Keep Your Powder Dry - Meaning, Origin and Usage

Are you waiting for the perfect entry into a trade? Maybe you're waiting for a crash or pullback in the market to buy Bitcoin? If so, you need to “keep your powder dry” and wait for the event before jumping into the market.

This post unpacks everything you need to know about this idiom's use, meaning, and origin.

Keep Your Powder Dry Idiom Meaning

If you say "keep your powder dry" to someone else, you're telling them to conserve their resources. The phrase has its roots in strategy, and it's telling the other person to hold back and wait for their opportunity after the chaos passes.

In the early use of the word, people would apply it to military tactics. However, in modern culture, it usually refers to the financial world and keeping capital available to harness opportunities that arise in the market.

The phrase can also mean remaining faithful through all circumstances while preparing for things to take a turn for the worse potentially.

Keep Your Powder Dry Example Usage

"The fourth quarter is almost here, and the market is starting to respond to the increase in volume. Keep your powder dry and wait for the right entry into the stock."

"Wait until he starts gassing in the fourth round. Keep your powder dry and stick with the double jab and wait for him to tire."

"You need a savings account with a decent amount of capital ready to invest. When you keep your powder dry, you're ready to pounce on the best-performing asset class in the market."

"Don't spend all your money now; keep your powder dry, so you have something available tomorrow."

"You're winning the debate, but keep your powder dry until the closing remarks and blow away the audience with your statement."

Keep Your Powder Dry Idiom Origin

The origin of the idiom "keep your powder dry" comes from Oliver Cromwell, the Scottish leader who invaded Ireland. Cromwell apparently uttered the words during his invasion, and many historians can track the saying back to Cromwell.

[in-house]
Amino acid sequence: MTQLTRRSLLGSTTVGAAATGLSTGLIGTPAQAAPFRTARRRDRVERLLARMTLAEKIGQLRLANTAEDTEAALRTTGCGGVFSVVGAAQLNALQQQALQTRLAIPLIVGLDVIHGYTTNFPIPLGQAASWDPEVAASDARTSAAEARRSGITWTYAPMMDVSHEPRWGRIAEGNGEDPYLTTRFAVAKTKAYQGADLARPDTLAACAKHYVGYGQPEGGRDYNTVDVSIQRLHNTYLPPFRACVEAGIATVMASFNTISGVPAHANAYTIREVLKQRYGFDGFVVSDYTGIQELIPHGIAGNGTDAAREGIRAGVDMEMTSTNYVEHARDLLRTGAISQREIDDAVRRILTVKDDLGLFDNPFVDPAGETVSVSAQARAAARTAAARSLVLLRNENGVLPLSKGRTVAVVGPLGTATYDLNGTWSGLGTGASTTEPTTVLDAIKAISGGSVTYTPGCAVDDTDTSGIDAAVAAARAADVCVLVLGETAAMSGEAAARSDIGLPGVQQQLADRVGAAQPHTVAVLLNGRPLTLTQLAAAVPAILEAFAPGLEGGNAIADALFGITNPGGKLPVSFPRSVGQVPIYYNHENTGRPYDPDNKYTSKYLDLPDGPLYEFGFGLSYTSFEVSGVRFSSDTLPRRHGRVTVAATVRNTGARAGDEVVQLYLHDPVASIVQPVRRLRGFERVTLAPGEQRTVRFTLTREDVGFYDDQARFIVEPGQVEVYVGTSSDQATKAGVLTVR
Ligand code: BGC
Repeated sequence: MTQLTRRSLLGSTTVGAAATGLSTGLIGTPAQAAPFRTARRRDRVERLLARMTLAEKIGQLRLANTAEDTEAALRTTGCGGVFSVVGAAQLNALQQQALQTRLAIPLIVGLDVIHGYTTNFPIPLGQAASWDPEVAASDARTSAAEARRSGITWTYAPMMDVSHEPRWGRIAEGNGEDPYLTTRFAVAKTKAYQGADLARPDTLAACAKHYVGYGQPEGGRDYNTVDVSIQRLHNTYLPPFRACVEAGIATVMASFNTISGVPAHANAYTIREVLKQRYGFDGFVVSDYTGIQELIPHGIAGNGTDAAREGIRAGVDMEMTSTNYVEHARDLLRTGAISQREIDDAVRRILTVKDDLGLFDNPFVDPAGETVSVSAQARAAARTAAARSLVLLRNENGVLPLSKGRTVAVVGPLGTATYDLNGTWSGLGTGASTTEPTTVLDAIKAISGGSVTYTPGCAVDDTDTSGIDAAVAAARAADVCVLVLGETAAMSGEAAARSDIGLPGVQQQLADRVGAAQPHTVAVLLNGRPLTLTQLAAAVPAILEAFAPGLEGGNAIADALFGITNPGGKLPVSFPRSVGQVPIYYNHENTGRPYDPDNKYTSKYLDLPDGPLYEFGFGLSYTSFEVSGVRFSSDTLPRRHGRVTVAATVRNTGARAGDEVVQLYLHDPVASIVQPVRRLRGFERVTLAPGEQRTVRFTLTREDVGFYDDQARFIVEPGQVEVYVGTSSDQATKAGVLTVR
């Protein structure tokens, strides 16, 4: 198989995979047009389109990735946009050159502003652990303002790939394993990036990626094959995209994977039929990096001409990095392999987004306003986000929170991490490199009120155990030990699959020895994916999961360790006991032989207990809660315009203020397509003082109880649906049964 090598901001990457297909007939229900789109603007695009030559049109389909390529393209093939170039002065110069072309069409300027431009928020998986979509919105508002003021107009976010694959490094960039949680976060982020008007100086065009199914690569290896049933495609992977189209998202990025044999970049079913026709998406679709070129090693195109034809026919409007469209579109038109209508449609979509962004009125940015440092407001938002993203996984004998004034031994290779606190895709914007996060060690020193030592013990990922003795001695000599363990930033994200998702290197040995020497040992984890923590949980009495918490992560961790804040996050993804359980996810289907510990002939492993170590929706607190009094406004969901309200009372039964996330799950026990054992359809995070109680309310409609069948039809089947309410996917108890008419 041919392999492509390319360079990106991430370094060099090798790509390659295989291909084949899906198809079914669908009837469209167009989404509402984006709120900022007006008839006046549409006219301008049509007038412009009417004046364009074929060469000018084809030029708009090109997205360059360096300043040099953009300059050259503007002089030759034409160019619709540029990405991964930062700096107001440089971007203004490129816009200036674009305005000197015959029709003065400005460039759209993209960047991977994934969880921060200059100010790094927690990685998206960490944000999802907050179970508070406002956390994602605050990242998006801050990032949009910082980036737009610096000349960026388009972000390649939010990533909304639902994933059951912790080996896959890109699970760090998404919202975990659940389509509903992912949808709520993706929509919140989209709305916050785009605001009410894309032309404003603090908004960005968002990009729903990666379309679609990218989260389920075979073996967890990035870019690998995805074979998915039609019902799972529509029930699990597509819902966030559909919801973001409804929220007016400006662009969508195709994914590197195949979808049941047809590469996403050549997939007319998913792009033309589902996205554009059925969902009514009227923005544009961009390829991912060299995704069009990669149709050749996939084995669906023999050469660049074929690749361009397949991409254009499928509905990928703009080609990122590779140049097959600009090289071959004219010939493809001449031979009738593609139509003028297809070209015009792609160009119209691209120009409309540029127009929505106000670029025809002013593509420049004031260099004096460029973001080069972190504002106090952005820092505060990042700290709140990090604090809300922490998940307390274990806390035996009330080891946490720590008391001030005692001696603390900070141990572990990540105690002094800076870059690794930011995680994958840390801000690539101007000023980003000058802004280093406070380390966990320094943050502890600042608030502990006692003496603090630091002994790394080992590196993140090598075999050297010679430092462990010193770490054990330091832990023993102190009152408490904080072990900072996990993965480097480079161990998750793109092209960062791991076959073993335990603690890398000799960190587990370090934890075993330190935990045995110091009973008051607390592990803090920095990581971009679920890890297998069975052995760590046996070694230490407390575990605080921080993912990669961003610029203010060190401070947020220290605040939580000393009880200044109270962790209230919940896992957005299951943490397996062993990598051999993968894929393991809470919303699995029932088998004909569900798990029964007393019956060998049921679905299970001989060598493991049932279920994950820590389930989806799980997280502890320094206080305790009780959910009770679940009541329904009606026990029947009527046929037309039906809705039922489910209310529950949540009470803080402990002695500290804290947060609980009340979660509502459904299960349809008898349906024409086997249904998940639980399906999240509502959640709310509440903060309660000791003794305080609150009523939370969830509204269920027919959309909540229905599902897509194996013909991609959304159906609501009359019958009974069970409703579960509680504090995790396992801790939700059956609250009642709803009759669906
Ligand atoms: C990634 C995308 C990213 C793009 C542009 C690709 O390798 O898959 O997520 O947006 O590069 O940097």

One of the first documented use cases of the expression came from 1834. The Dublin University Magazine featured an article by William Blacker titled "Oliver's Advice." The term grew popular in the United States and the UK during the 1800s and 1900s, and it still has plenty of use today.

The 1943 book by Margaret Mead, "And Keep Your Powder Dry; An Anthropologist Looks at America," uses the term, as does a 1945 film with the title, "Keep Your Powder Dry." Today, the phrase is more common in strategy discussion, referring to the conservation of resources.

Phrases Similar to Keep Your Powder Dry

  • Hang back a bit.
  • Take your foot off the gas.
  • Wait for the opportunity.

Phrases Opposite to Keep Your Powder Dry

  • Give it everything you've got.
  • All in.
  • Blow it all.

What is the Correct Saying?

  • Keep your powder dry.
  • Keep the powder dry.
  • Keeping your powder dry.

Ways People May Say Keep Your Powder Dry Incorrectly

People may use "keep your powder dry" incorrectly to describe the act of keeping something dry. The "powder" in this idiom typically refers to anything but a physical object. The meaning of the phrase is to conserve resources or assets.

Acceptable Ways to Phrase Keep Your Powder Dry

You can use "keep your powder dry" in social and professional settings. Anyone can use the phrase, from a sports coach to the President of the United States. Typically, the term has its best application in the financial world, but it's still in use in military combat and sports today.

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